ABSW Key News/Dates
European Science Writer of the Year open to European Journalism Association nominations 1 January 2018
ASBW panel event: How to write a successful science book - 22 February 2017 - London
ABSW AGM - Wednesday 28 March 2018 - Wellcome Trust, London
ABSW Awards Ceremony - Wednesday 16 May 2018 - The Royal Society, London
UKCSJ18 - Tuesday 16 October 2018 - The Francis Crick Institute, London
ABSW Awards 2018
The ABSW Science Writers' Awards for Great Britain and Ireland - record breaking 300 entries this year
European Science Writer of the Year open to European Journalism Association Nominations until 28 February 2018
ABSW Awards Ceremony - 18:00 Wednesday 16 May 2018 - The Royal Society, London
The awards are supported by Johnson & Johnson Innovation
Who doesn't want to land the big scoops? Those stories that really matter, the stories that people in power don't want told and your competitors will give their back teeth to get ahead of you. But how do you find and report out a big exclusive? Come along to ABSW's next evening event and learn from some of the best how they found and developed big stories that made an impact.
We have two seasoned reporters, one winner and one finalist for the best investigative journalism award at the ABSW Science Writers Awards for Britain and Ireland 2017, ready to talk to you about how they found their exclusives and what made them so valuable to report. This panel discussion will be followed with an open Q&A session and a trip to the pub after.
By ABSW Board member Andy Extance
Last month the excellent Open Notebook carried an interview with Hakai magazine news editor Colin Schulz, where he made a remark that caught my attention as a freelance science writer:
"When I was a writer I—like many writers—was terrified of pitching. But now that I’m an editor, I get to see the other side of it. And it’s not what I expected. I’m friends with a bunch of editors, and there’s a gripe that many of us share: We don’t get enough pitches. I don’t just mean excellent, stellar, award-winning pitches. I mean pitches."
I've seen other editors complain about this too, notably Oli Franklin-Wallis, features editor at Wired UK on Twitter. I therefore asked members of the ABSW what their experience was.
Was your last media law training since before the Defamation Act 2013 was passed and a number of other legal changes affecting journalists were made? Or perhaps you haven't been trained in this area at all? Or just need a refresher? If any of these apply to you, the Association of British Science Writers can help.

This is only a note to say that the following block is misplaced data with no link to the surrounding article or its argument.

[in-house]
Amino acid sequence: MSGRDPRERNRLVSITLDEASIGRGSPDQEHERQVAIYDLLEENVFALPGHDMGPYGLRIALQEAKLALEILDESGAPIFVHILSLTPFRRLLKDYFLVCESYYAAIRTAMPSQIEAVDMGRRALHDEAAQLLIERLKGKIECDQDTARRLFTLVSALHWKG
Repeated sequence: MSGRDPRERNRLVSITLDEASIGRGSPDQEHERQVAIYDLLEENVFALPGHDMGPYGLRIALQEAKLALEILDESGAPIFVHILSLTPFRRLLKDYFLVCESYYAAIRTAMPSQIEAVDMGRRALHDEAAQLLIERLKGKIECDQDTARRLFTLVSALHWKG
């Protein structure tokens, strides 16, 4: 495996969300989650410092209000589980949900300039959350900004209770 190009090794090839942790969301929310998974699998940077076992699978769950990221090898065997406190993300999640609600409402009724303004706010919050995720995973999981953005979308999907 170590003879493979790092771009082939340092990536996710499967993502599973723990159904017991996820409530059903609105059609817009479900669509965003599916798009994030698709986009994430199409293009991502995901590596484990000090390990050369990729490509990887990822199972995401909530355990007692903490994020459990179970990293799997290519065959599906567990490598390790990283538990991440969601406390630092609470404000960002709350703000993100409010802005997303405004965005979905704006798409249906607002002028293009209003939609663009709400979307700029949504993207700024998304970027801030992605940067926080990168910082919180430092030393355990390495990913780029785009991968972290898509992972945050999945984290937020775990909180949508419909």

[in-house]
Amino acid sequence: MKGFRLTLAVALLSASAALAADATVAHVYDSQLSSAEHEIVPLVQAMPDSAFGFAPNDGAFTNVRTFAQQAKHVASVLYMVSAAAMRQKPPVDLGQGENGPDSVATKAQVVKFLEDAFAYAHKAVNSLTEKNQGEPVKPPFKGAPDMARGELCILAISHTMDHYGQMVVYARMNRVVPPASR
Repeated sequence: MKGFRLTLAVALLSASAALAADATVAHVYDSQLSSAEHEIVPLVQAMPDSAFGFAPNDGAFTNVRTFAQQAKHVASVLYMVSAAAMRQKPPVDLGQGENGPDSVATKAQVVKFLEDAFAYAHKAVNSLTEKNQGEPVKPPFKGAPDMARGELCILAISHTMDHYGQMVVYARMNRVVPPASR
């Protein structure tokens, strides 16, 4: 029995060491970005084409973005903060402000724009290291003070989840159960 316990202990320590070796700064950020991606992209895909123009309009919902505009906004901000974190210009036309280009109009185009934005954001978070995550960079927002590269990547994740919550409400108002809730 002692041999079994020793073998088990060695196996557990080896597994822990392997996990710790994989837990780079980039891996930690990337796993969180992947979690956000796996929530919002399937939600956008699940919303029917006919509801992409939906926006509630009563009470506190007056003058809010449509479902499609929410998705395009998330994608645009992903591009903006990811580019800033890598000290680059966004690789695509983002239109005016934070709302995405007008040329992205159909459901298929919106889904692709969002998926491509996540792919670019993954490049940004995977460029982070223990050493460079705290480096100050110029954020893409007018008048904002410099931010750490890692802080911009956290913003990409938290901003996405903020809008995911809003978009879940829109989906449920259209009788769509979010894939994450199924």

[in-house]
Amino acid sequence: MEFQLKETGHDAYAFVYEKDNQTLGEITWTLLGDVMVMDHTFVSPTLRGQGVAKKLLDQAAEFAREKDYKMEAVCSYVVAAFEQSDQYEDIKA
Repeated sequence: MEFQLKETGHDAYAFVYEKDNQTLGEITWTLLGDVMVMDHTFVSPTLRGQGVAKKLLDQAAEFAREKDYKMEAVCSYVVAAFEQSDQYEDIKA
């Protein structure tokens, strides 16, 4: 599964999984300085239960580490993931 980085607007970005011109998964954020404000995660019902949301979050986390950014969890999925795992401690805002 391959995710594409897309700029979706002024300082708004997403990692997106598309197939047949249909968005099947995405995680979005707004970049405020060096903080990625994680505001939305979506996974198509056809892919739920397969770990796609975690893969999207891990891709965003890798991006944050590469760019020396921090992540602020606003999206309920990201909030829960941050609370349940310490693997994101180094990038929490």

We are running an all-day media law workshop from on Monday September 25 at the Medical Society of London. Expert trainer David Mascord will cover the main areas of law and media regulation currently affecting the media.
The workshop costs £125 for ABSW members, and £200 for non-members, including vegetarian lunch and refreshments. As full membership is £40, this is an incentive to join! This is a significant discount to commercially-provided courses, which typically come in at over £200. The NUJ encourages writers to do this kind of training every 12-18 months. Course numbers are limited, so book early.
The Lancet family of journals is seeking a fixed term (12 months), part-time communications officer to work on thelancet.com and to manage our social media strategy, accounts, and output. You will be highly motivated and will have experience of using social tools to support content dissemination and brand awareness, through all high impact social platforms (including but not limited to Twitter, Facebook and LinkedIn) engaging with new audiences, and a keen interest in new social tools and techniques. This new role will work within the Lancet journals’ web, press and marketing teams, and will also liaise with editorial staff, and external authors. Whilst working within a team environment, the person in this role will need to be autonomous in their work, ensuring that their projects are completed to a high standard and to a strict time frame.
As well as familiarity with and experience of social tools, you will have some experience of online publishing. Your writing skills will be first class and you will have a clear view of how an online medical and community operates. This is a 60% position (21 hours per week) based in our London office (125 London Wall, EC2Y 5AS).
For further details and to apply visit:
SciDev.Net is looking to recruit a Digital Producer. This role is responsible for ensuring the visual quality of the SciDev.Net website and for maximising each page’s reach by appropriate use of SEO and other techniques. They ensure production delivery by overseeing digital support tools and provide training for regional and editorial staff. They are responsible for the efficient delivery of technical content, notices and comments and for internal commissioning of graphics and data visualisations. The role will also be expected to provide basic technical support ensuring digital product service delivery for the website and key core business systems (CRM, production manager and analytics tools), through liaison with key suppliers. For the foreseeable future, the Digital Producer will also have some responsibility for User Engagement (e.g. Facebook and Twitter).